Compared to other renewable energy technologies, the sheer multiplicity of wave, tidal and hydrokinetic power devices indicates that the potential for generating power from the world’s oceans and rivers is considerable. There are more than 100 different marine and hydrokinetic devices currently being developed, tested and deployed by various companies, according to a recent Pike Research report, and the Ocean Renewable Energy Coalition estimates that as much as 10 percent of U.S. power needs could be met from these unconventional hydropower resources.
Several kinds of devices can generate electricity from wave energy and in most cases, undersea power cables carry the energy to shore. A point absorber is a floating device with parts that move relative to each other in response to wave motion and can use hydraulic, pneumatic or direct-drive systems. A direct-drive permanent-magnet generator device built by Columbia Power Technologies (CPT), located in Virginia, is an example. Built of fiber-reinforced plastic that doesn’t corrode in harsh sea conditions, CPT’s prototype SeaRay is designed to work with the least number of moving parts, thereby increasing efficiency and reducing the chance of parts that can break, according to CEO Reenst Lesemann.
“In its simplest form, there are two wings, forward and aft, and a cell in between. Each wing is directly connected to a generator. Each wing and cell move independently of each other,” describes Lesemann. “We are trying to exaggerate the motion of the device.” The SeaRay’s average output is hundreds of kilowatts (KW), and the peak output is a megawatt (MW). One of its advantages, Lesemann said, is that the parts are modular: “If a piece goes bad, it doesn’t have to bring the whole device down.” The company’s next step is to build a utility-scale model of the SeaRay that is seven times larger, called the Manta.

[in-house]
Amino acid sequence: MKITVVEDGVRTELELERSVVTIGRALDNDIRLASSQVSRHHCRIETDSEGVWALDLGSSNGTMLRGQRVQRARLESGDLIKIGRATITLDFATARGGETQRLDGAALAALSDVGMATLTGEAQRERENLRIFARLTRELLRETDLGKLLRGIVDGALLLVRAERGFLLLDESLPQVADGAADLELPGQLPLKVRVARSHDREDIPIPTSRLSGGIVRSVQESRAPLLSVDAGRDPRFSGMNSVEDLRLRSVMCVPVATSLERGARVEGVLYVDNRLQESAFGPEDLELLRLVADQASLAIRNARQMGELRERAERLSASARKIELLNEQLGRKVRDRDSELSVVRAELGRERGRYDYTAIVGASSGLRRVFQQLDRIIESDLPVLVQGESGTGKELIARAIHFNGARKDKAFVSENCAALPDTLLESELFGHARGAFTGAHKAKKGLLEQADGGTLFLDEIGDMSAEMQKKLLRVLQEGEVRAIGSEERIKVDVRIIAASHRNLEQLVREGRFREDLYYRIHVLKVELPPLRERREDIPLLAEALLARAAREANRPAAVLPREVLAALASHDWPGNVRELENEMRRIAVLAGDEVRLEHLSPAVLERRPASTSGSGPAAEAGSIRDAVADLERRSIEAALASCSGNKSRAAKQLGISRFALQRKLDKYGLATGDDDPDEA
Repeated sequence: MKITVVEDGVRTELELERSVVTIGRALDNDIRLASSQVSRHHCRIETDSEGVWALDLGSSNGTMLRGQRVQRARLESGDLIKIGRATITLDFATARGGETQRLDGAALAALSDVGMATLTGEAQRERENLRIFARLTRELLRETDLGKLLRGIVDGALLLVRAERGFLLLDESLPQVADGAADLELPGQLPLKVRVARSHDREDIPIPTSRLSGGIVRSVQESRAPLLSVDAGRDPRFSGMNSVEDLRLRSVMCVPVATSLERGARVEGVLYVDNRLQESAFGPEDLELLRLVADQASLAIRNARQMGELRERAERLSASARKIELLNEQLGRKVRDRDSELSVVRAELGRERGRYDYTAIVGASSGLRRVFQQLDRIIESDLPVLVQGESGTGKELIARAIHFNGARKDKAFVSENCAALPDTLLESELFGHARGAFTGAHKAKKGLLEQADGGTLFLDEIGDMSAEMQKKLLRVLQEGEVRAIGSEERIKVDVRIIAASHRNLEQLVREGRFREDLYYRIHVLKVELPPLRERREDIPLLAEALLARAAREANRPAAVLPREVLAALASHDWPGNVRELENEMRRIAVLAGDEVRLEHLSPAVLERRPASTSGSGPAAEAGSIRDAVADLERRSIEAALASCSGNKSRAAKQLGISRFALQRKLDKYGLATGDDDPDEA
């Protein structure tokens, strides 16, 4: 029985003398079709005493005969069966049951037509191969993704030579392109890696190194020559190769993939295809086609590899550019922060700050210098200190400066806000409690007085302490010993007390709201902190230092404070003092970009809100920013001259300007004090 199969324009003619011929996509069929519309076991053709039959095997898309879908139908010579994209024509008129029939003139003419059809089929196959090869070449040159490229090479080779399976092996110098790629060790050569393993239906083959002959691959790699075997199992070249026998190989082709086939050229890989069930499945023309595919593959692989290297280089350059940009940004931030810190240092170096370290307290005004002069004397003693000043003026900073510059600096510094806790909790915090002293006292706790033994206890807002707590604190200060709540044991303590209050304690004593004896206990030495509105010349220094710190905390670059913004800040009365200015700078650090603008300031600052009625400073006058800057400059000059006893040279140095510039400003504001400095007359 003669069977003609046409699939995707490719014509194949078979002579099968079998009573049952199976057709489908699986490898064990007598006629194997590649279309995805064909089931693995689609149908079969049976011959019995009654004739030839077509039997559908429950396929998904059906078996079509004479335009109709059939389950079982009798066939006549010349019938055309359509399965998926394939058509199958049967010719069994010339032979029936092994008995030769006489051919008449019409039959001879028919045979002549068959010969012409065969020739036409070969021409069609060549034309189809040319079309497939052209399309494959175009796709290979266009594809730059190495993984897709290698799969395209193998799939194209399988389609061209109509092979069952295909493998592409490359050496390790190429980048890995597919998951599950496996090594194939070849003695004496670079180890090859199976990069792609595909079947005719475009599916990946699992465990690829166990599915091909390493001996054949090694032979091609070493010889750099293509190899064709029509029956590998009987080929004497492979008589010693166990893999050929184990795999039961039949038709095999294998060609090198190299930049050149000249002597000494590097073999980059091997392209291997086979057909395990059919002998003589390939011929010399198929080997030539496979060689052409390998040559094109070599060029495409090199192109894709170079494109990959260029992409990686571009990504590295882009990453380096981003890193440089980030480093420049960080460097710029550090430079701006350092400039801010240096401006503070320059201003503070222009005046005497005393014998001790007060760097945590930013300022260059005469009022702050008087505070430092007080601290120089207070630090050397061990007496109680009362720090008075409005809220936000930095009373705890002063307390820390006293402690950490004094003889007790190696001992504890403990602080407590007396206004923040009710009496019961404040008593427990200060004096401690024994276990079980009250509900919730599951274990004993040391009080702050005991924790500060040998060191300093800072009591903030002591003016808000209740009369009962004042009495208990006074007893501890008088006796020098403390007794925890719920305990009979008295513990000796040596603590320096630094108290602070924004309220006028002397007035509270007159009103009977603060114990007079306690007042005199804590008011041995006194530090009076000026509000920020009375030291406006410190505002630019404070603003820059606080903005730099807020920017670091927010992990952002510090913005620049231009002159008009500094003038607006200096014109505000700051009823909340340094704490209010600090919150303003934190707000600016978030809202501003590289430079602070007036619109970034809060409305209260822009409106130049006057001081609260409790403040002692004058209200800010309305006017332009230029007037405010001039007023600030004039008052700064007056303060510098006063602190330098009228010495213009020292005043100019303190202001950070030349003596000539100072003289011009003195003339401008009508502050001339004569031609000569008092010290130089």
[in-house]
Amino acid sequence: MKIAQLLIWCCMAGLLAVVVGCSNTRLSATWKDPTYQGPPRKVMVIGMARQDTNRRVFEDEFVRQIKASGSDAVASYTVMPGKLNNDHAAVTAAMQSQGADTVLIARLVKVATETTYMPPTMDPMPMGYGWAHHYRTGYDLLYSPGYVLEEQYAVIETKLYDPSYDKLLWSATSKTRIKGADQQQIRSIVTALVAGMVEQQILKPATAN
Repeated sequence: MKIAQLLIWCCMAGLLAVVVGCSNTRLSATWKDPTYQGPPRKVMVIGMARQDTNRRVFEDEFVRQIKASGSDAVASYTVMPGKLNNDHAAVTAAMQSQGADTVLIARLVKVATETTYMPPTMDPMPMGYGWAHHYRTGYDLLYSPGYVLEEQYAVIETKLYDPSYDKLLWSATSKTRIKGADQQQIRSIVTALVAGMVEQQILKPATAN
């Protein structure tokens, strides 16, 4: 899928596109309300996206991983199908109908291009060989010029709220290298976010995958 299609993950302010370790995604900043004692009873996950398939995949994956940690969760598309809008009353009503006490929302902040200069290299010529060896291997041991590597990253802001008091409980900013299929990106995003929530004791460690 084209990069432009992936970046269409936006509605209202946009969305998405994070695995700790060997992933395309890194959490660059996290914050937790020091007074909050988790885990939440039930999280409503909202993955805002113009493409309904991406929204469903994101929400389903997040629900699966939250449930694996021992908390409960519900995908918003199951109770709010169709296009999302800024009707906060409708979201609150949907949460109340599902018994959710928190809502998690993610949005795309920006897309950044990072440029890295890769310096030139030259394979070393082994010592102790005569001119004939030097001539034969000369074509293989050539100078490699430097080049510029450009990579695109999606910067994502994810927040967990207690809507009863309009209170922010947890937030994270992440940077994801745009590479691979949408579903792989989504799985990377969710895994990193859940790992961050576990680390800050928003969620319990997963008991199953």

Ocean Power Technologies’ (OPT) PowerBuoys are another example of point absorbers. The PB150 generates 150 KW by bobbing up and down with the motion of the waves. The mechanical motion is converted via a power take-off that drives a generator inside the buoy. Built of steel, the buoys’ sizes range from the PB150 up to the PB500 (maximum capacity of 500 KW). Currently, OPT, which is based in Pennington, NJ, is in the final planning phases of a 1.5-MW wave power park 2.5 miles off the coast of Reedsport, OR. It will be the first commercial project off the west coast of the United States, and will feature ten PB150 buoys, an undersea substation, and a submarine cable. The company expects deployment of the buoys to begin in mid-2012.
Another type of wave power device — an attenuator — floats on top of the water and in parallel to the direction of the waves. Several segments are connected together like a long sea-snake. Pelamis Wavepower (named for the Pelamis platura, a sea snake), based in Edinburg, Scotland, has engineered a steel attenuator device built of five segments that flex in two directions. As the joints flex in response to waves, the motion is converted via hydraulic power take-off systems inside each joint. The device is rated at 750 kW with a target capacity factor of 25-40 percent.
In 2008, Pelamis built the world’s first wave farm off the northwest coast of Portugal and the company currently has 170-MW worth of projects underway in UK waters, including projects for utility customers E.ON and Scottish Power Renewables. The company doesn’t have any projects in the United States or Canada yet, but envisions that it will move into that market in the long term, especially given the “huge potential for generating electricity from the waves around North America,” Deborah Smith of Pelamis said.